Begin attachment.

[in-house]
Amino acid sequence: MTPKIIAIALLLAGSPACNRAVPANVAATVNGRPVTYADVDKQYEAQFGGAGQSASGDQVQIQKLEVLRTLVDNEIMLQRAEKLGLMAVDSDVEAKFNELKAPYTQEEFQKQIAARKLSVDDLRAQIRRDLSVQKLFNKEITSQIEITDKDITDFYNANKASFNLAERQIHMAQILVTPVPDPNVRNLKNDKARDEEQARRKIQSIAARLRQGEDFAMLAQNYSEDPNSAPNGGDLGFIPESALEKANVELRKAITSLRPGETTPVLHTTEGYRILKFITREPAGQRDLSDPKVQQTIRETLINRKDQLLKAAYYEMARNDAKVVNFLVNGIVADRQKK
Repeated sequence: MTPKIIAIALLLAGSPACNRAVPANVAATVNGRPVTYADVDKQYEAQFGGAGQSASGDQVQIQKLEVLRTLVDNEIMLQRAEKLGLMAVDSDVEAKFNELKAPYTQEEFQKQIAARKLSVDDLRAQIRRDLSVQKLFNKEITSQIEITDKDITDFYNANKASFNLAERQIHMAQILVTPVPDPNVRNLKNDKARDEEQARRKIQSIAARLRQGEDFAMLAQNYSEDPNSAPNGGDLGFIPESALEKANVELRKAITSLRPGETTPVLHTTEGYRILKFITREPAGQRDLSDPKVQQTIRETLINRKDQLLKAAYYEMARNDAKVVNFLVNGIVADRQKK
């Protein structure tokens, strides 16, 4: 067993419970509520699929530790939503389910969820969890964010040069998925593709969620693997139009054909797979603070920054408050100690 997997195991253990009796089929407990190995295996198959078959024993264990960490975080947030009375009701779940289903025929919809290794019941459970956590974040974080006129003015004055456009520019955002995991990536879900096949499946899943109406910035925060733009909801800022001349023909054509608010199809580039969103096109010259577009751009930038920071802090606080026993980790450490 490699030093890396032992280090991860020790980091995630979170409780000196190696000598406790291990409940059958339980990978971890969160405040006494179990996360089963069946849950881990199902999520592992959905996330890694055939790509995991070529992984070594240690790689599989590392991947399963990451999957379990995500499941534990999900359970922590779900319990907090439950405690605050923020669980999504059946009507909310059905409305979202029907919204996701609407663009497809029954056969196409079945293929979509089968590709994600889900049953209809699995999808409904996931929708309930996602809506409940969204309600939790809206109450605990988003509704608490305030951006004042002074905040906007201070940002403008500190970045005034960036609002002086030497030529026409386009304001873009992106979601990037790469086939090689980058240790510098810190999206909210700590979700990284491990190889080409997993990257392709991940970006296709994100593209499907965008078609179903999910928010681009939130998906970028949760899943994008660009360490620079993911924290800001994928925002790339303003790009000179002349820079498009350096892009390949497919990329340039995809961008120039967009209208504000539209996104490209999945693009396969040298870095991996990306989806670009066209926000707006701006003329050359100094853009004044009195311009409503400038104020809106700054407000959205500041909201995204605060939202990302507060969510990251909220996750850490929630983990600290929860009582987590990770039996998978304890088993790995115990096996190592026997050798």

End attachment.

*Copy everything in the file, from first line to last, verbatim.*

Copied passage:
[in-house]
Amino acid sequence: MTPKIIAIALLLAGSPACNRAVPANVAATVNGRPVTYADVDKQYEAQFGGAGQSASGDQVQIQKLEVLRTLVDNEIMLQRAEKLGLMAVDSDVEAKFNELKAPYTQEEFQKQIAARKLSVDDLRAQIRRDLSVQKLFNKEITSQIEITDKDITDFYNANKASFNLAERQIHMAQILVTPVPDPNVRNLKNDKARDEEQARRKIQSIAARLRQGEDFAMLAQNYSEDPNSAPNGGDLGFIPESALEKANVELRKAITSLRPGETTPVLHTTEGYRILKFITREPAGQRDLSDPKVQQTIRETLINRKDQLLKAAYYEMARNDAKVVNFLVNGIVADRQKK
Repeated sequence: MTPKIIAIALLLAGSPACNRAVPANVAATVNGRPVTYADVDKQYEAQFGGAGQSASGDQVQIQKLEVLRTLVDNEIMLQRAEKLGLMAVDSDVEAKFNELKAPYTQEEFQKQIAARKLSVDDLRAQIRRDLSVQKLFNKEITSQIEITDKDITDFYNANKASFNLAERQIHMAQILVTPVPDPNVRNLKNDKARDEEQARRKIQSIAARLRQGEDFAMLAQNYSEDPNSAPNGGDLGFIPESALEKANVELRKAITSLRPGETTPVLHTTEGYRILKFITREPAGQRDLSDPKVQQTIRETLINRKDQLLKAAYYEMARNDAKVVNFLVNGIVADRQKK
């Protein structure tokens, strides 16, 4: 067993419970509520699929530790939503389910969820969890964010040069998925593709969620693997139009054909797979603070920054408050100690 997997195991253990009796089929407990190995295996198959078959024993264990960490975080947030009375009701779940289903025929919809290794019941459970956590974040974080006129003015004055456009520019955002995991990536879900096949499946899943109406910035925060733009909801800022001349023909054509608010199809580039969103096109010259577009751009930038920071802090606080026993980790450490 490699030093890396032992280090991860020790980091995630979170409780000196190696000598406790291990409940059958339980990978971890969160405040006494179990996360089963069946849950881990199902999520592992959905996330890694055939790509995991070529992984070594240690790689599989590392991947399963990451999957379990995500499941534990999900359970922590779900319990907090439950405690605050923020669980999504059946009507909310059905409305979202029907919204996701609407663009497809029954056969196409079945293929979509089968590709994600889900049953209809699995999808409904996931929708309930996602809506409940969204309600939790809206109450605990988003509704608490305030951006004042002074905040906007201070940002403008500190970045005034960036609002002086030497030529026409386009304001873009992106979601990037790469086939090689980058240790510098810190999206909210700590979700990284491990190889080409997993990257392709991940970006296709994100593209499907965008078609179903999910928010681009939130998906970028949760899943994008660009360490620079993911924290800001994928925002790339303003790009000179002349820079498009350096892009390949497919990329340039995809961008120039967009209208504000539209996104490209999945693009396969040298870095991996990306989806670009066209926000707006701006003329050359100094853009004044009195311009409503400038104020809106700054407000959205500041909201995204605060939202990302507060969510990251909220996750850490929630983990600290929860009582987590990770039996998978304890088993790995115990096996190592026997050798």